Dc motor swap in south bend 16 lathe, pressurized bearings. - Page 4
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  1. #61
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    Quote Originally Posted by Homebrewblob View Post
    Bill my Sb bearing are round and actually smaller then the spindle shaft.

    There’s a tapered brass expander at the top that gets pulled up and out of the bearing to expand the bearing shell open allowing the spindle to fit.

    If you loosen the screws to that expander the spindle LOCKS right up solid, not because the expander interferes but because the ridged bearing shell clamps back down tight almost like spring steel.

    The expander is bolted solid to the top bearing cap with no adjustment.

    The caps are lifted with shims to pull the expander up causing the bearing shell to expand.
    "Relying a powerful heap on my memory" to quote Granny on being asked to klew Ellie Mae about sex, one Beverly Hillbilly skit..

    ....given I did this but ONCE, and about 1962..? The SB. Not Ellie Mae.

    By 1959-60 the 2 1/4"-8 was it? Spindle 10" "Toolroom" with all the decorative but useless flaking, there was a longish steel bar at top, rounded ends and two submerged cap screws to do the adjusting.

    When asked by other Students why I was always on the same week-installed plain looking roller-bearing Logan, not the "pretty" SB?


    "Because I have earned first choice."

    thermite liked this post
    Works for me!

    PS: YEARS go by.... scores-of... C&W Mercury Communications is established, UK.

    Old mate of mine from Bermuda is installed as MD. I look him up in the new phone book, and ring him up.

    He is not the most handsome guy around, wears a beard like cousin James Ewall Brown Stuart, nicknamed "beauty". "JEB Stuart" came later. Because back of his scraggly beard? He were anything BUT a "beauty"!

    "Ian? How the Hell did the MD end up with "666" as his phone extension?"

    "I got first choice!"

    Last edited by thermite; 05-08-2021 at 06:59 AM.

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  3. #62
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    I had a Bijur lubrication engineer come in and design a system to lubricate a fairly large spindle we were running a 50 HP motor on. OF course, it only ran at about 250 RPM. The lower spindle assembly ran on four angular contact bearings with about a 4" bore. The engineer calculated it only needed about 20 cubic centimeters of oil per minute to lubricate! We bought and installed the system they recommended ran it for about two weeks before the machine was shipped to the customer. This was forty something years ago. The machine was pulled out of production four years ago and went to scrap. Have no idea if this lubrication system lasted that long or if it had been replace with something else later in life. The fact here is, it doesn't require lots of oil to properly lubricate a bearing rather its a anti-friction bearing or a sleeve bearing as those found in a SBL headstock. Also, too much lubrication will kill a bearing, too! But if you are going to use pressurized lubrication, the bearing needs to be designed for this type of lubrication. The SBL headstock bearings as designed, are not designed for pressurized lubrication. I'm sure they can be altered for this type of lubrication. Ken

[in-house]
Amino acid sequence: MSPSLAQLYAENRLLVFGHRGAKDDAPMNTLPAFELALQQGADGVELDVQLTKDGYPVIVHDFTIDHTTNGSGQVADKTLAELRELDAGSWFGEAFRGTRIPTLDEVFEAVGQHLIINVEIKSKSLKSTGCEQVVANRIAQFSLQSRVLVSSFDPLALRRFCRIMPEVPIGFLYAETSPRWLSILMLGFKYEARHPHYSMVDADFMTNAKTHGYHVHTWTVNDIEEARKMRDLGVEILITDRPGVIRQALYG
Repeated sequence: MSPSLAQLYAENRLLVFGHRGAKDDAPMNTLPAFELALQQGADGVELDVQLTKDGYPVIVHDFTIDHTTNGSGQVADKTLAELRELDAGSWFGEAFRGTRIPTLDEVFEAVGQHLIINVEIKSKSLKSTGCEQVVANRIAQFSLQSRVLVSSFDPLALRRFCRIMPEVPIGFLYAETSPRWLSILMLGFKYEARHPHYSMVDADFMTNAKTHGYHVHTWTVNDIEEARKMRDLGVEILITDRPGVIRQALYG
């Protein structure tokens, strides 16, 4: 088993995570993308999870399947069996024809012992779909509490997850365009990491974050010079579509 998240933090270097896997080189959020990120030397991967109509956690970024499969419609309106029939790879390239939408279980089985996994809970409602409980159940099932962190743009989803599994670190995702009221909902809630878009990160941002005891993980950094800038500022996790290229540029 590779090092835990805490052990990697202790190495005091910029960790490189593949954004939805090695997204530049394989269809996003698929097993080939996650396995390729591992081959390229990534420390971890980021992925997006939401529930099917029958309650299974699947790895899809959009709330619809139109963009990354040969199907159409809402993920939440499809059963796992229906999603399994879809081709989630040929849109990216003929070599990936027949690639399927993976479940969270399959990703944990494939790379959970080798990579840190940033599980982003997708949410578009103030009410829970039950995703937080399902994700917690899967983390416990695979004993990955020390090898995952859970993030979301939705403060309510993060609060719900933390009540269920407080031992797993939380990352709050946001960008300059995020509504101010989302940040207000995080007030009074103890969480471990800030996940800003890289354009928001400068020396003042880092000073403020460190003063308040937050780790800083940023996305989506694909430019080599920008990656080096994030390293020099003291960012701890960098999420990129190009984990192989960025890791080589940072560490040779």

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  5. #63
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    When I say pressurized I mean the feed line, I donít plan to actually pressurize the bearing itself Per se.

    I just want to add a very low pressure feed to replace the lower oil feed wicks job.

    I would feel better if it can supply metered oil at a predictable rate.

    I also like the idea of this oil system PRE priming the spindle before starting to prevent dry starts.

    I think if I metered the oil and possibly enlarged the oil drain holes a bit (if possible) or even fitting large o-rings in the oil trenches as a barrier it could work.

    Iím no stranger to high oil pressure in a automotive engine, the high oil pressure tends to push the rod bearing off center causing contact with the crankshaft on the opposite side.

    Iíve seen a recently REBUILT engine that had a stuck oil relief valve and it smoked all 4 rod bearings.

    Mains were fine (as good as they could be in that situation)

    I donít want to pressurize the bearings Radially, they would spray out the gaps!

  6. #64
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    Ultra precise speed control? Synchronous motor. If you can find one for less than two grand.



    Otherwise 4-1/4 hp 130VDC treadmill motors go for about $70. You'll have to engineer one hell of a speed controller to make a cheap PM motor like that do what you describe though. More trouble than it's worth if you need precision.

    Your most realistic option is a VFD capable of closed-loop control and a three phase induction motor equipped with a shaft encoder. Closed-loop DC will work too, but don't expect it to be any cheaper. High quality DC motors and their controllers are spendy buggers. DC offers more torque on the low end, but DC motors are still limited by thermal constraints just like AC motors - bog them down and they'll suck down more current. Heating of a fixed resistance (your motor windings) is exponentially proportional to the current flowing through it.

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  8. #65
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    Quote Originally Posted by Homebrewblob View Post
    When I say pressurized I mean the feed line, I don’t plan to actually pressurize the bearing itself Per se.

    I just want to add a very low pressure feed to replace the lower oil feed wicks job.